ABSTRACTAdopting a temporally distant perspective on stressors reduces distress in adults. Here we investigate whether the extent to which individuals project themselves into the future influences distancing efficacy. We also examined modulating effects of age across adolescence and reactive aggression: factors associated with reduced future-thinking and poor emotion regulation. Participants read scenarios and rated negative affect when adopting a distant-future perspective, near-future perspective, or when reacting naturally. Self-report data revealed significant downregulation of negative affect during the distant-future condition, with a (...)
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  24.  16
    Attraction Universelle Et Religion Naturelle Chez Quelques Commentateurs Anglais de Newton.S. P. L. - 1939 - Journal of Philosophy 36 (1):17-18.
  25.  20
    Scholars of Byzantium.S. P. C. & Nigel G. Wilson - 1990 - Journal of the American Oriental Society 110 (1):167.
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  26.  31
    Events, Ontology and Grammar: P. M. S. Hacker.P. M. S. Hacker - 1982 - Philosophy 57 (222):477-486.
    In recent years philosophers have given much attention to the ‘ontological problem’ of events. Donald Davidson puts the matter thus: ‘the assumption, ontological and metaphysical, that there are events is one without which we cannot make sense of much of our common talk; or so, at any rate, I have been arguing. I do not know of any better, or further, way of showing what there is’. It might be thought bizarre to assign to philosophers the task of ‘showing what (...)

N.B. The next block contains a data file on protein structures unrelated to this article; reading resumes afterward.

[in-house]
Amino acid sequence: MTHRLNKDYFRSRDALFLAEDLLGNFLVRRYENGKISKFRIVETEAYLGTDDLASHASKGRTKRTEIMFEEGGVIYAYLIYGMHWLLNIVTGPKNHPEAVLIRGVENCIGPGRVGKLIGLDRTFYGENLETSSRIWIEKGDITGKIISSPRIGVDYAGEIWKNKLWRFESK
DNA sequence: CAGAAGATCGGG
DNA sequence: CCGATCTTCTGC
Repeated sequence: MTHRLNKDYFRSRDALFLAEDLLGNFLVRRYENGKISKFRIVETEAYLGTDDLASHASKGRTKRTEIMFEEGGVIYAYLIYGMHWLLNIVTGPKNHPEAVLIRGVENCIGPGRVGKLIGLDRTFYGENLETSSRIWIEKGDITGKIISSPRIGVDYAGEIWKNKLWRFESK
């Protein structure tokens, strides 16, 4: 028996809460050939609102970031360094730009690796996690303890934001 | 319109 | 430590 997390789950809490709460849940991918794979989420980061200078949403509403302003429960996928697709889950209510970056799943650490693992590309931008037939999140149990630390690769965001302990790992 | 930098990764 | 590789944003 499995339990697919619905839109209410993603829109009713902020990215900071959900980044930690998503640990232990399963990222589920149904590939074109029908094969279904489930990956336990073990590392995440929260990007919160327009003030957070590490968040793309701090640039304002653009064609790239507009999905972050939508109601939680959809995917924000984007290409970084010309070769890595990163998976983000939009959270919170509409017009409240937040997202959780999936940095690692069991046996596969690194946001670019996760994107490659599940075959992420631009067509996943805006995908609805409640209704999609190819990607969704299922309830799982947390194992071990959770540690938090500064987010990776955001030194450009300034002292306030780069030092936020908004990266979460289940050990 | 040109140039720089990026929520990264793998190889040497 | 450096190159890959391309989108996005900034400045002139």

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  27.  16
    Essays in Ancient and Modern Philosophy.S. P. L. & H. W. B. Joseph - 1936 - Journal of Philosophy 33 (25):691.
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  28.  3
    Power: A New Social Analysis.S. P. L. & Bertrand Russell - 1939 - Journal of Philosophy 36 (14):387.
  29. The Philosophy of John Dewey.S. P. L. & Paul Arthur Schilpp - 1939 - Journal of Philosophy 36 (25):691.
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  30.  24
    The Trouble with Mascots.S. P. Morris - 2015 - Journal of the Philosophy of Sport 42 (2):287-297.
    The two-part thesis of this work is that Native mascots are morally wrong but that they do not warrant proscription. They are wrong because they propagate false or misleading beliefs about others and contribute to disrespectful misrelationships. This moral wrong lacks the weight to warrant proscription because of the countervailing weight of free-expression and the fact that Native mascots are mere offensive nuisances rather than profound offenses. Because Native mascots are morally wrong they ought to be challenged and resisted, but (...)
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  31.  24